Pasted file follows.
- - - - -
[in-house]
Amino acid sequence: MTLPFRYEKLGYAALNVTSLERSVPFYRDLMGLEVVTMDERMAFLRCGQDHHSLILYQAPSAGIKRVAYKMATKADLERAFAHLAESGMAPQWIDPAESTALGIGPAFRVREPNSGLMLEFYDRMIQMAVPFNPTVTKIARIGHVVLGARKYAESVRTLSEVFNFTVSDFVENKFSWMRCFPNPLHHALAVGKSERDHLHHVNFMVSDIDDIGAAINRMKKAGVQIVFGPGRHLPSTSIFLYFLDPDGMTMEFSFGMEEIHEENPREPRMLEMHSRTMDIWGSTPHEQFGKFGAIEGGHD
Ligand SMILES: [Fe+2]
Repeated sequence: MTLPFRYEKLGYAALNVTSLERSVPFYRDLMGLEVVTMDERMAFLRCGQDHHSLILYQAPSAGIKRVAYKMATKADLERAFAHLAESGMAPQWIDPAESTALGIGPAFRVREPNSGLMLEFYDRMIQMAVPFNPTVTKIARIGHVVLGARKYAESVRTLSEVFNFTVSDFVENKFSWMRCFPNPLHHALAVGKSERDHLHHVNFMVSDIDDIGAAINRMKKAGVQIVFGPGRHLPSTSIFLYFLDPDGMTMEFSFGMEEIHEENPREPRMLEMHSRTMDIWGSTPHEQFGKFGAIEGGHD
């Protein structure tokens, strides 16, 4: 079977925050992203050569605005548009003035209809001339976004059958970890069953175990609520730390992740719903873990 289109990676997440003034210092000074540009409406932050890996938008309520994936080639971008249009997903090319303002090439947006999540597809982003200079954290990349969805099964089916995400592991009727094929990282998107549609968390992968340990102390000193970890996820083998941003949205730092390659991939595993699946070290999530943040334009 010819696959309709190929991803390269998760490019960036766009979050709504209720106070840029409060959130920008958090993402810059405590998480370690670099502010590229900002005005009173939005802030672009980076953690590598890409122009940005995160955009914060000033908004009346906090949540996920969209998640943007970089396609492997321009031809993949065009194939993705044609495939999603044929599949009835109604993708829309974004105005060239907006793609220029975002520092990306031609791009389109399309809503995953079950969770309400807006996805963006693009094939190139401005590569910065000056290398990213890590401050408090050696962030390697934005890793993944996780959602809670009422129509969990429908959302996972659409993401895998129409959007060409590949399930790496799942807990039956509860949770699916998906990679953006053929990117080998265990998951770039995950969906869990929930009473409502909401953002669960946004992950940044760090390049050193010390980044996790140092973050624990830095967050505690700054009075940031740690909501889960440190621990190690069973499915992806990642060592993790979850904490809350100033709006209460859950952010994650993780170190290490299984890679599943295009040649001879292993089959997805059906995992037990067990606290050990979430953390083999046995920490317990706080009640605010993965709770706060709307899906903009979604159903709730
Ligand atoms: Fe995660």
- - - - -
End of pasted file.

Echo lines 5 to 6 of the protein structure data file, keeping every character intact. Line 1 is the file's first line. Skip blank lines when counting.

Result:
């Protein structure tokens, strides 16, 4: 079977925050992203050569605005548009003035209809001339976004059958970890069953175990609520730390992740719903873990 289109990676997440003034210092000074540009409406932050890996938008309520994936080639971008249009997903090319303002090439947006999540597809982003200079954290990349969805099964089916995400592991009727094929990282998107549609968390992968340990102390000193970890996820083998941003949205730092390659991939595993699946070290999530943040334009 010819696959309709190929991803390269998760490019960036766009979050709504209720106070840029409060959130920008958090993402810059405590998480370690670099502010590229900002005005009173939005802030672009980076953690590598890409122009940005995160955009914060000033908004009346906090949540996920969209998640943007970089396609492997321009031809993949065009194939993705044609495939999603044929599949009835109604993708829309974004105005060239907006793609220029975002520092990306031609791009389109399309809503995953079950969770309400807006996805963006693009094939190139401005590569910065000056290398990213890590401050408090050696962030390697934005890793993944996780959602809670009422129509969990429908959302996972659409993401895998129409959007060409590949399930790496799942807990039956509860949770699916998906990679953006053929990117080998265990998951770039995950969906869990929930009473409502909401953002669960946004992950940044760090390049050193010390980044996790140092973050624990830095967050505690700054009075940031740690909501889960440190621990190690069973499915992806990642060592993790979850904490809350100033709006209460859950952010994650993780170190290490299984890679599943295009040649001879292993089959997805059906995992037990067990606290050990979430953390083999046995920490317990706080009640605010993965709770706060709307899906903009979604159903709730
Ligand atoms: Fe995660």